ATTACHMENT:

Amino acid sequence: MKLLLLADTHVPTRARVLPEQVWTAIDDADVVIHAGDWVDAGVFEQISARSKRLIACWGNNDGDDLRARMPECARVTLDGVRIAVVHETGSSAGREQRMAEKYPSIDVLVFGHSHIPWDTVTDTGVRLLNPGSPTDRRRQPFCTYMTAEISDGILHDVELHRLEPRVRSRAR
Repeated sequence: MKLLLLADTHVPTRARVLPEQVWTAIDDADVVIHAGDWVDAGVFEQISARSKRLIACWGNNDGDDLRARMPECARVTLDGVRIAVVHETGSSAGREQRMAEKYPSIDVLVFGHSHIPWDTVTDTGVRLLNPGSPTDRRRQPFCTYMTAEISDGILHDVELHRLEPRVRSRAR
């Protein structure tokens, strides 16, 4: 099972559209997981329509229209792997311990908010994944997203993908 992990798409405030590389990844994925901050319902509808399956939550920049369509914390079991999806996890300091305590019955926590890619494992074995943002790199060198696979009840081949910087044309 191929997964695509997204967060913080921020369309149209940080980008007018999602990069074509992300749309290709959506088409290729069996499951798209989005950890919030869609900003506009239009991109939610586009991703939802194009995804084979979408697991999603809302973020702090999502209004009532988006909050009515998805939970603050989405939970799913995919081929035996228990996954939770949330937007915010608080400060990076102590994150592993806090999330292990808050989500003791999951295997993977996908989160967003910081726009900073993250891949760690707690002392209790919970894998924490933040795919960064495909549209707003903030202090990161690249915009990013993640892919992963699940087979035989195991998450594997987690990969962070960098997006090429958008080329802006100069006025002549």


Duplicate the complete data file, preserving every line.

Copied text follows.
Amino acid sequence: MKLLLLADTHVPTRARVLPEQVWTAIDDADVVIHAGDWVDAGVFEQISARSKRLIACWGNNDGDDLRARMPECARVTLDGVRIAVVHETGSSAGREQRMAEKYPSIDVLVFGHSHIPWDTVTDTGVRLLNPGSPTDRRRQPFCTYMTAEISDGILHDVELHRLEPRVRSRAR
Repeated sequence: MKLLLLADTHVPTRARVLPEQVWTAIDDADVVIHAGDWVDAGVFEQISARSKRLIACWGNNDGDDLRARMPECARVTLDGVRIAVVHETGSSAGREQRMAEKYPSIDVLVFGHSHIPWDTVTDTGVRLLNPGSPTDRRRQPFCTYMTAEISDGILHDVELHRLEPRVRSRAR
């Protein structure tokens, strides 16, 4: 099972559209997981329509229209792997311990908010994944997203993908 992990798409405030590389990844994925901050319902509808399956939550920049369509914390079991999806996890300091305590019955926590890619494992074995943002790199060198696979009840081949910087044309 191929997964695509997204967060913080921020369309149209940080980008007018999602990069074509992300749309290709959506088409290729069996499951798209989005950890919030869609900003506009239009991109939610586009991703939802194009995804084979979408697991999603809302973020702090999502209004009532988006909050009515998805939970603050989405939970799913995919081929035996228990996954939770949330937007915010608080400060990076102590994150592993806090999330292990808050989500003791999951295997993977996908989160967003910081726009900073993250891949760690707690002392209790919970894998924490933040795919960064495909549209707003903030202090990161690249915009990013993640892919992963699940087979035989195991998450594997987690990969962070960098997006090429958008080329802006100069006025002549």